Wednesday, March 18, 2009

uncle sawat

Uncle Sawat is an 83 year old man that I admire; his faithful heart is in direct contrast to his leprosy ravaged flesh. In a leper colony in Bangkok Thailand, I sat at his feet for an hour and listened to his story.

When he found that he had leprosy, Uncle Sawat decided to move to a leper colony and build his home. When he was being treated a man in a bed next to him told him about Jesus and at the age 57, he pleaded with the government to allow him to build a church in the leper colony. Uncle Sawat became a pastor via correspondence, and was the pastor there until he could no longer see and move on his own.

After he sang us Hymn #13 (“How Great Thou Art”) I fought away the tears and struggled to think of a way to tell this story. The only thing that I could think of was to take pictures of his flesh to talk about his spirit. May these be a reminder of the frailty of our flesh but more so a direct contrast to the strength we have in Christ.

“Therefore we do not lose heart. Though outwardly we are wasting away, yet inwardly we are being renewed day by day. For our light and momentary troubles are achieving for us an eternal glory that far outweighs them all. So we fix our eyes not on what is seen, but on what is unseen, since what is seen is temporary. But what is unseen is eternal.”2 Cor. 4: 16-18

Uncle Sawat’s accomplishments are great but nothing in comparison to his heart. His story was not about what he did but what God did in him, and how faithful God is.

Every summer, Uncle Sawat invites InterVarsity students into his home, these students are volunteering in his community while on a Global Urban Trek, go here for more info. Michelle, talked about in this post, went on this Trek as an InterVarsity student and was convinced to move to Bangkok long term by Gods love for the poor. Uncle Sawat tells the students, “You are elephants, and I am a mouse. You have opportunities because you are privileged Americans, and I have none because I am an outcast Thai. What are you going to do with that opportunity?”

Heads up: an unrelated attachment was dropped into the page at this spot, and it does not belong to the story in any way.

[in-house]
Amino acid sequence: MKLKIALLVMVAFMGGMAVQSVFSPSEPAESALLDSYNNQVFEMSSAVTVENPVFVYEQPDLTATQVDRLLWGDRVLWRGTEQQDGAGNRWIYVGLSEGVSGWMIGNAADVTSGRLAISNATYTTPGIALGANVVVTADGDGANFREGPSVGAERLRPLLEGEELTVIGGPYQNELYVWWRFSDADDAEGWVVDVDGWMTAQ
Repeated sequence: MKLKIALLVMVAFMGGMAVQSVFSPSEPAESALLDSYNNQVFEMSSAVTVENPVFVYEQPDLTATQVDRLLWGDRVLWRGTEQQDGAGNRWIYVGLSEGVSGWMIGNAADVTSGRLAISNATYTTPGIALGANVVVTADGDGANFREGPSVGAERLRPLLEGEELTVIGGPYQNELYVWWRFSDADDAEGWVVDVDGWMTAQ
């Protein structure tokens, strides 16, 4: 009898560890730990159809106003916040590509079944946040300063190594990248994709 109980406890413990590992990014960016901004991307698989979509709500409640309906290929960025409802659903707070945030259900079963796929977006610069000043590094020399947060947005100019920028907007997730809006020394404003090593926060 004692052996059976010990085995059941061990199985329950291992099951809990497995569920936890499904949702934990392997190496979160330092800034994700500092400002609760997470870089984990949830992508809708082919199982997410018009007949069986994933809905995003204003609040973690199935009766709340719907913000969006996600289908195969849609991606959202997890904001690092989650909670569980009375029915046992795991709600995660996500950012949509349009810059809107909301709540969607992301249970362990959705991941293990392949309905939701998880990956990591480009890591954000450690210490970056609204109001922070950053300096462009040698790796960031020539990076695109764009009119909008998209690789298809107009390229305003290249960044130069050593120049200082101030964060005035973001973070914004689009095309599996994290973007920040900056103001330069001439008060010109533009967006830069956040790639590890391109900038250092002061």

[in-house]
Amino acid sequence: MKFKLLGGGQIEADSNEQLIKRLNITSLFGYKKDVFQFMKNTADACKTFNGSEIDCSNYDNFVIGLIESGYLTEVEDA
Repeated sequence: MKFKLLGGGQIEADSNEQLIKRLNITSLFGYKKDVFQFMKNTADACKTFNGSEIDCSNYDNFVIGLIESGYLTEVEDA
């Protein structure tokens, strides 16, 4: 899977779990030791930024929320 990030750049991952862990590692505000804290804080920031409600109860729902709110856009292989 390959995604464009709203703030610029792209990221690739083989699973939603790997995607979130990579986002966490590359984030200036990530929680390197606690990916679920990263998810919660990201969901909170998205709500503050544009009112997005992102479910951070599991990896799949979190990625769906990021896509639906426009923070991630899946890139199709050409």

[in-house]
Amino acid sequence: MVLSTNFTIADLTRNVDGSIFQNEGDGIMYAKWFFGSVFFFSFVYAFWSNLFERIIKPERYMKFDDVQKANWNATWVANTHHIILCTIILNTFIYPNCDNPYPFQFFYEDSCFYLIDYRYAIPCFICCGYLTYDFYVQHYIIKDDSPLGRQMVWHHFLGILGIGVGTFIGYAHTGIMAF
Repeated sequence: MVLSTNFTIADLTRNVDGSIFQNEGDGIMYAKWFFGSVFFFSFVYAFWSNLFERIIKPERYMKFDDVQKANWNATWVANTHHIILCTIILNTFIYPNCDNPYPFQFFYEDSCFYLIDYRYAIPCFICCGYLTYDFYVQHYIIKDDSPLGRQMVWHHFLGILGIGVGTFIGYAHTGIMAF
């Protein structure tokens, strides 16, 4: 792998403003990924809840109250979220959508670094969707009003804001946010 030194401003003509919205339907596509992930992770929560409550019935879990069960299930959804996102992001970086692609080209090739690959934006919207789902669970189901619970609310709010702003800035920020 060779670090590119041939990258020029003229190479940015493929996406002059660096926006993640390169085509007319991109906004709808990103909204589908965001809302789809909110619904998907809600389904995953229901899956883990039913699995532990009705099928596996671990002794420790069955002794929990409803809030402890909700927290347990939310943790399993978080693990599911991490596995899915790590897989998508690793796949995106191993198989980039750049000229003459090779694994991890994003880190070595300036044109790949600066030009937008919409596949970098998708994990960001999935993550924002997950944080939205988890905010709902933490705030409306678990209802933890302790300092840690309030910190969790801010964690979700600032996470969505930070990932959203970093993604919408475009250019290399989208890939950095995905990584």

Thursday, March 5, 2009

universal language

They say that math is the universal language, but on Sunday before church in Bangkok, Steve, Mike and I had a really fun conversation with some kids that didn’t speak English (besides hello, what is your name, and goodbye) through the medium of photography and video.

It is amazing how nowadays, little kids know to ask to see the back of your camera in order to see the image; they have no concept of film…they even get mad at you if you can’t show them, like “what was the point?” It is crazy that even in Thailand, kids had the same response. I was taking photos of this house church and the little girl running around would always scamper up to me when she heard the shutter, in order to see the image. I have always liked showing kids images and then asking if they know the people in the image. This little girl didn’t know English but when I asked her, “who is that?” she knew to say, “ma, pa, and Michelle.”

bangkok portraits

Like this blog (from California) I went to Thailand with twentyonehundred Productions to tell the story of some InterVarsity Alumni. Michelle, Kevin and Sara (in order below) are part of a Servant Partners team living in and among the urban poor in Bangkok, Thailand.

Servant Partners is an amazing organization that values this “Incarnational Missions” style where you eat the same food, live on the same streets and relate as best as you can to the people you are ministering to. In an interview Michelle told us how important this is.
“Yesterday I went to just go buy eggs from the store down the street and someone told me that this person is sick. ‘Oh, really? How bad is it?’ I asked, and they said, ‘she went to the doctor today and they wouldn't accept her in the hospital but she might not make it to when they made the appointment.’ and this was like at 9 at night. She asked me, ‘do you want me to take you there?’ ‘Yah, defiantly!’
“Going over there and being able to sit with her and her husband and ask them about how they are doing and offer to pray for them, its the only thing I know to do in that situation. Knowing that if I didn't live here, there wouldn’t be that opportunity to be with people outside of scheduled appointments. That has been something that has been a huge part for me in wanting to follow Jesus lead of living with the people that I love and work with.”

They had some interesting living conditions, the floorboards in one house led down to the sewage and trash filled water that flowed below their community. The Mosquito net over their beds tells a painful story. They ate on the floor, they cook with a camping stove, and they fight with the rats for their food, but they love it there. These amazing people would just light up us as they walked around their community. It was a joy to see them “in their element” as they just chatted in Thai with their neighbors or played around with the local kids. It was an amazing contrast between their physical difficulties and the emotional rewards.

Sara told us, "My deepest sense of peace comes when I am in this slum. I wonder how this could be, that I would feel joy in the midst of such pain."